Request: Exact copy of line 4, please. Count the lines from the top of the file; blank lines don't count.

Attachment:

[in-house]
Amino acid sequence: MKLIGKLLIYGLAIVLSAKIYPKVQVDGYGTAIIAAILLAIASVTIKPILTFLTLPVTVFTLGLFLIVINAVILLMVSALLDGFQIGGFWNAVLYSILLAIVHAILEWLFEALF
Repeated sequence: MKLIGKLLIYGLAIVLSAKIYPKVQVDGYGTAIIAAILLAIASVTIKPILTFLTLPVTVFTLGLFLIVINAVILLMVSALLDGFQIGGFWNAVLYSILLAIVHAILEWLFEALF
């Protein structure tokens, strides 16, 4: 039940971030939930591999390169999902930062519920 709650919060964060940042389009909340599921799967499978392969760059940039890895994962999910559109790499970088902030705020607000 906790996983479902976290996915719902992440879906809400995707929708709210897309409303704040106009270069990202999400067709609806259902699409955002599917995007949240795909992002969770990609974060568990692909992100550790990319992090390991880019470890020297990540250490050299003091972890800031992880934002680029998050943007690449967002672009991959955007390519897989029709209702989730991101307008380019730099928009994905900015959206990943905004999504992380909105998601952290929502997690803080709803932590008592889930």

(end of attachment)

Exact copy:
């Protein structure tokens, strides 16, 4: 039940971030939930591999390169999902930062519920 709650919060964060940042389009909340599921799967499978392969760059940039890895994962999910559109790499970088902030705020607000 906790996983479902976290996915719902992440879906809400995707929708709210897309409303704040106009270069990202999400067709609806259902699409955002599917995007949240795909992002969770990609974060568990692909992100550790990319992090390991880019470890020297990540250490050299003091972890800031992880934002680029998050943007690449967002672009991959955007390519897989029709209702989730991101307008380019730099928009994905900015959206990943905004999504992380909105998601952290929502997690803080709803932590008592889930």